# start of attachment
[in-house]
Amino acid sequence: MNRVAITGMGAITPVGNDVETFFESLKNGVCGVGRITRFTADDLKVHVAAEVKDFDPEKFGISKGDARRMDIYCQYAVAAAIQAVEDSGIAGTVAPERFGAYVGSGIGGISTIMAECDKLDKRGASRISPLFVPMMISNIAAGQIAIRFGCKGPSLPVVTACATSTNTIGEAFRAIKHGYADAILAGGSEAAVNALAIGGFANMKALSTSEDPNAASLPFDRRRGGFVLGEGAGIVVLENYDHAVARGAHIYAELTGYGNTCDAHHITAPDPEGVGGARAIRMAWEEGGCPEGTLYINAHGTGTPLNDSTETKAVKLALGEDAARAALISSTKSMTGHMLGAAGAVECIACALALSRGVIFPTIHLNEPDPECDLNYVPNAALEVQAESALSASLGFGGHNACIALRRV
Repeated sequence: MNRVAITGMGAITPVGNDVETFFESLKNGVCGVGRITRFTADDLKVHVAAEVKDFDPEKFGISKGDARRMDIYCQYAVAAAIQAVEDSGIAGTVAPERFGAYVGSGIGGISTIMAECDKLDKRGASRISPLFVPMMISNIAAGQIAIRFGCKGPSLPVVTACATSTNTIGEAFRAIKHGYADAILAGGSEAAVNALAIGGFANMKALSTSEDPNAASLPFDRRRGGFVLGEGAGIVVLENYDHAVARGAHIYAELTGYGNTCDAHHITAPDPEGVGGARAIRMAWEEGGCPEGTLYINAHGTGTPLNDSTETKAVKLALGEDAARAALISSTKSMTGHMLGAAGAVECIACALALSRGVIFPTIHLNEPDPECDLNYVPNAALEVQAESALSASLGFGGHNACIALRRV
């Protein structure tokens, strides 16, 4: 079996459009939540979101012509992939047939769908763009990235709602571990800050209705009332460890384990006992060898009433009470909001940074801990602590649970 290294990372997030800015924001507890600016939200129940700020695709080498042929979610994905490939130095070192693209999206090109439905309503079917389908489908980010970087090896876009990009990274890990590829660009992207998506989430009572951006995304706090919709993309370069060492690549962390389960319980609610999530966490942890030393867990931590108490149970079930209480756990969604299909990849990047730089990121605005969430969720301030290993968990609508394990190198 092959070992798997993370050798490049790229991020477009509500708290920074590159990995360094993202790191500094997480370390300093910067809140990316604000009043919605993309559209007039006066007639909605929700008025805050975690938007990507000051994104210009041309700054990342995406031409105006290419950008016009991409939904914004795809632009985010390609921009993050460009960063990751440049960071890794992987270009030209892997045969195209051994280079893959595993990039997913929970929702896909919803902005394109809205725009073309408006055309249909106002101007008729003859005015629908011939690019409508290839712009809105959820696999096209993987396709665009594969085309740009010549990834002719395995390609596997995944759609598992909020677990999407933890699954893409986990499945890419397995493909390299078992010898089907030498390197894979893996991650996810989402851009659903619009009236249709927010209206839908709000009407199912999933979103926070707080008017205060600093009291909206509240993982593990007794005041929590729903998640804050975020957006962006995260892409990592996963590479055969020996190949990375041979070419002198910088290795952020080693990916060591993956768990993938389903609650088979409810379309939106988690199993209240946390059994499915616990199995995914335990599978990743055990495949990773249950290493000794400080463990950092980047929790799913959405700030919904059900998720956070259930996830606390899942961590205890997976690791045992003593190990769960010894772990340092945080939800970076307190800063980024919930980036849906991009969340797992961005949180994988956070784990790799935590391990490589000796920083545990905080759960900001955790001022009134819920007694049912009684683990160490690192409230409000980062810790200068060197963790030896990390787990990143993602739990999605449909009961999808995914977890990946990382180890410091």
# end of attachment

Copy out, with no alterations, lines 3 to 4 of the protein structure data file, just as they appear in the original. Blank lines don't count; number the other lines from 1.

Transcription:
Repeated sequence: MNRVAITGMGAITPVGNDVETFFESLKNGVCGVGRITRFTADDLKVHVAAEVKDFDPEKFGISKGDARRMDIYCQYAVAAAIQAVEDSGIAGTVAPERFGAYVGSGIGGISTIMAECDKLDKRGASRISPLFVPMMISNIAAGQIAIRFGCKGPSLPVVTACATSTNTIGEAFRAIKHGYADAILAGGSEAAVNALAIGGFANMKALSTSEDPNAASLPFDRRRGGFVLGEGAGIVVLENYDHAVARGAHIYAELTGYGNTCDAHHITAPDPEGVGGARAIRMAWEEGGCPEGTLYINAHGTGTPLNDSTETKAVKLALGEDAARAALISSTKSMTGHMLGAAGAVECIACALALSRGVIFPTIHLNEPDPECDLNYVPNAALEVQAESALSASLGFGGHNACIALRRV
């Protein structure tokens, strides 16, 4: 079996459009939540979101012509992939047939769908763009990235709602571990800050209705009332460890384990006992060898009433009470909001940074801990602590649970 290294990372997030800015924001507890600016939200129940700020695709080498042929979610994905490939130095070192693209999206090109439905309503079917389908489908980010970087090896876009990009990274890990590829660009992207998506989430009572951006995304706090919709993309370069060492690549962390389960319980609610999530966490942890030393867990931590108490149970079930209480756990969604299909990849990047730089990121605005969430969720301030290993968990609508394990190198 092959070992798997993370050798490049790229991020477009509500708290920074590159990995360094993202790191500094997480370390300093910067809140990316604000009043919605993309559209007039006066007639909605929700008025805050975690938007990507000051994104210009041309700054990342995406031409105006290419950008016009991409939904914004795809632009985010390609921009993050460009960063990751440049960071890794992987270009030209892997045969195209051994280079893959595993990039997913929970929702896909919803902005394109809205725009073309408006055309249909106002101007008729003859005015629908011939690019409508290839712009809105959820696999096209993987396709665009594969085309740009010549990834002719395995390609596997995944759609598992909020677990999407933890699954893409986990499945890419397995493909390299078992010898089907030498390197894979893996991650996810989402851009659903619009009236249709927010209206839908709000009407199912999933979103926070707080008017205060600093009291909206509240993982593990007794005041929590729903998640804050975020957006962006995260892409990592996963590479055969020996190949990375041979070419002198910088290795952020080693990916060591993956768990993938389903609650088979409810379309939106988690199993209240946390059994499915616990199995995914335990599978990743055990495949990773249950290493000794400080463990950092980047929790799913959405700030919904059900998720956070259930996830606390899942961590205890997976690791045992003593190990769960010894772990340092945080939800970076307190800063980024919930980036849906991009969340797992961005949180994988956070784990790799935590391990490589000796920083545990905080759960900001955790001022009134819920007694049912009684683990160490690192409230409000980062810790200068060197963790030896990390787990990143993602739990999605449909009961999808995914977890990946990382180890410091």